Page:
While the maple producers that participated in Gabe’s study had an average of 4,109 taps, almost 40 percent of Maine’s maple producers had fewer than 250 taps. The study participants have been tapping trees and boiling sap for an average of 24 years.

Depending on temperature and water availability, the length of the sap flow season varies; in 2013 it ran from March 4 to April 12 in Maine.

Close to 40 percent of the maple producers that are licensed in Maine returned surveys for the study, which received financial support from the Maine Agricultural Development Grant Fund and the Maine Maple Producers Association.

Contact: Beth Staples, 207.581.3777

Early Education Funding a Wise Investment

Tuesday, June 4th, 2013

early education

A University of Maine economist advises Mainers seeking to make shrewd investments with their tax dollars to put them toward high-quality early childhood education.

In his report “Path to a Better Future: The Fiscal Payoff of Investment in Early Childhood Development in Maine,” UMaine economic professor Philip Trostel says providing a first-rate preschool education for one low-income child saves taxpayers an average of $99,200 during the course of that child’s life in Maine.

“It is ironic that the typical argument against devoting more resources to early childhood development is its costs, since it would actually reduce total government spending,” Trostel says.

Nonprofit and businesses leaders who funded the report, which was delivered last week to the Legislature, will hold a news conference Wednesday, May 29 at 9 a.m. in the Welcome Center of the Statehouse to request financial support for early learning.

Trostel says the report’s findings are bipartisan.

“It is bipartisan because investment in early childhood education makes sense in multiple dimensions,” he says. “If all one cares about is providing the best possible future for our children and grandchildren, investment in early childhood education makes sense. If one is concerned about reducing social injustice and creating greater equality, investment in early care and education makes sense. If one wants a safer world, investment in early childhood education makes sense. If one wishes to promote economic prosperity through greater education attainment and innovation, investment in early childhood development makes sense. Even if one only wants to reduce the size of government and taxes, investment in early childhood education makes sense.”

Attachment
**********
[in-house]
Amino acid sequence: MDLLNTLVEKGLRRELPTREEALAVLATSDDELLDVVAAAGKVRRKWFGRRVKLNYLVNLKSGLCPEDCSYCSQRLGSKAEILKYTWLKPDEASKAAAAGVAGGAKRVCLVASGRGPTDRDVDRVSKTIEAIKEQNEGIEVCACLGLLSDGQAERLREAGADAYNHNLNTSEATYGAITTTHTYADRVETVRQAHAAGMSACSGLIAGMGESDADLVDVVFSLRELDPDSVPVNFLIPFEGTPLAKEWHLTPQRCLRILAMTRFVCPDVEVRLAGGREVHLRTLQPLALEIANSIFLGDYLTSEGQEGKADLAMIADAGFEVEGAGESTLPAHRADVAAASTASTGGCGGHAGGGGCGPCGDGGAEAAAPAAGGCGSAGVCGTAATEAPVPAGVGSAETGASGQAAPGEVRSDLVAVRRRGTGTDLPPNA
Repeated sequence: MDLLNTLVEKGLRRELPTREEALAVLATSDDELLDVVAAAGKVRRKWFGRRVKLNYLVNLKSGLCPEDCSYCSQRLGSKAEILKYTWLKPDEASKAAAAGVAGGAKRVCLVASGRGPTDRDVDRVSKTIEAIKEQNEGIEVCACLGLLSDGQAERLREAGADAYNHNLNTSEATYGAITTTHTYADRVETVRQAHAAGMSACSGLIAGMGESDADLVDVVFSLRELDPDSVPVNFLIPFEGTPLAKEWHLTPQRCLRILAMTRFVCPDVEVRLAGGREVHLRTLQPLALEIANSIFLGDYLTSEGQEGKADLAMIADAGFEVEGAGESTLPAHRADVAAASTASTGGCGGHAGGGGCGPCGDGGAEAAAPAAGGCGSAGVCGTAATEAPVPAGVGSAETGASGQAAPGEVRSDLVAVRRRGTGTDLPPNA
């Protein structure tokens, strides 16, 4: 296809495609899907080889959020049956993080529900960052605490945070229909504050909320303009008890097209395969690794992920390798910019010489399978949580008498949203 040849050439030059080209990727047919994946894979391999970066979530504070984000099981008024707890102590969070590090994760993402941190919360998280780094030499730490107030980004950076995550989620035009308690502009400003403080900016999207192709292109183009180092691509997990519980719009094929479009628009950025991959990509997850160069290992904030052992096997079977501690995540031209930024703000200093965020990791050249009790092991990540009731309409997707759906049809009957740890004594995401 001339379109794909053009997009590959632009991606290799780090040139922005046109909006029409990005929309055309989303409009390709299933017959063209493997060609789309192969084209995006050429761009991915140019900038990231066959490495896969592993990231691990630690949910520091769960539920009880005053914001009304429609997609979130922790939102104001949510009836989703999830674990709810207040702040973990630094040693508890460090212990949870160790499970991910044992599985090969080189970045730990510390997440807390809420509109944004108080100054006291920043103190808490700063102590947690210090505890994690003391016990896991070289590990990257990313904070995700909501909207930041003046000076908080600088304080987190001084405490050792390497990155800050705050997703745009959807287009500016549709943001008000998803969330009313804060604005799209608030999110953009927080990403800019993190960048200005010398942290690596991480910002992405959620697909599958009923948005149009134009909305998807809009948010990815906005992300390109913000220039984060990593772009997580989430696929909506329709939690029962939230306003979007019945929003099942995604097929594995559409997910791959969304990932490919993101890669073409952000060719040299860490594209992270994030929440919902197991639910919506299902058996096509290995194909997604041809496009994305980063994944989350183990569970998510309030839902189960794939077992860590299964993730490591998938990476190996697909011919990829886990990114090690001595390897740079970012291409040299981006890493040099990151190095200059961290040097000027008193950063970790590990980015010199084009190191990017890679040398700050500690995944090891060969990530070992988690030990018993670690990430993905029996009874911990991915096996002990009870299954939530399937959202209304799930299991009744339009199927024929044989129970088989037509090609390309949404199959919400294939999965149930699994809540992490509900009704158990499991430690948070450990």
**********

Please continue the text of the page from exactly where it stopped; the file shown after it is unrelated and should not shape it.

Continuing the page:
Considerable research has shown the years before children start kindergarten are the most crucial in terms of brain development and habits. Youth with access to premium early education are more likely to graduate on time, be employed, earn higher wages and avoid criminal behavior, says Trostel.

Thus, he says, providing high-quality developmental experiences for the youngest children in the state is an effective approach for guaranteeing long-term economic success.

Numerous fiscal benefits would result from providing low-income children from birth to age 4 with year-round, full-time high-quality services, Trostel says. More parents would be able to work and pay taxes; fewer interventions would be needed in the K-12 years, thus cutting taxpayer funding by $25,700 per child; and special education and juvenile corrections spending would also drop.

It’s more expensive to continue the current education funding model in Maine. Inadequate early childhood education spending results in costly and often times failed remedial efforts, says Trostel.

“Although some children who start behind catch up, and some who start down a promising path veer off, to a large extent life outcomes are determined by the trajectories created before children start school,” he says.

The report was funded by Eleanor Baker and Thomas Saturley, Bangor Savings Bank, The Betterment Fund, The Bingham Program, Jim and Jennifer Clair, Sam L. Cohen Foundation, Jeffrey and Marjorie Geiger, Gorham Savings Bank, The John T. Gorman Foundation, Hancock Lumber, The Maine Community Foundation, MMG Insurance, Susan and Jackson Parker, John and Sandy Peters, Paul Silsby, Meredith Strang Burgess, University of Maine, Unum, and WBRC Architects/Engineers.

Trostel’s report and a summary are available at

Contact: Beth Staples, 207.581.3777

Creative Value

Thursday, April 11th, 2013

creative economy

Inventive, imaginative, resourceful and innovative are synonyms for creative.

And in the wake of the Great Recession of 2008, they also were synonymous with better employment prospects, according to a new study by a team of researchers.

The team, including University of Maine economist Todd Gabe, found that from 2006–11, members of the creative class — including those with careers in knowledge-based, creative fields of computers, architecture, arts, business, health care and high-end sales — had a higher probability of being employed than people in the working and service classes.

Having a creative career was even more valuable in the two years after the Great Recession, which may indicate the U.S. economy is undergoing a structural change, say Gabe, Richard Florida of Martin Prosperity Institute in Toronto, Canada, and Charlotta Mellander of Jönköping International Business School in Jönköping, Sweden.

Florida labels the change resulting from the economic crash “The Great Reset.” In his book of the same name, subtitled How New Ways of Living and Working Drive Post-Crash Prosperity, Florida says a vibrant future of innovation and dramatic change in lifestyle will result due to the shift in the framework of employment.

Unemployment rates for creative class occupations were lower than unemployment rates in the U.S. economy prior to, during and immediately following the recession, according to the researchers’ analysis of 2006–11 data from Current Population Surveys, conducted by the U.S. Census Bureau and the U.S. Bureau of Labor Statistics.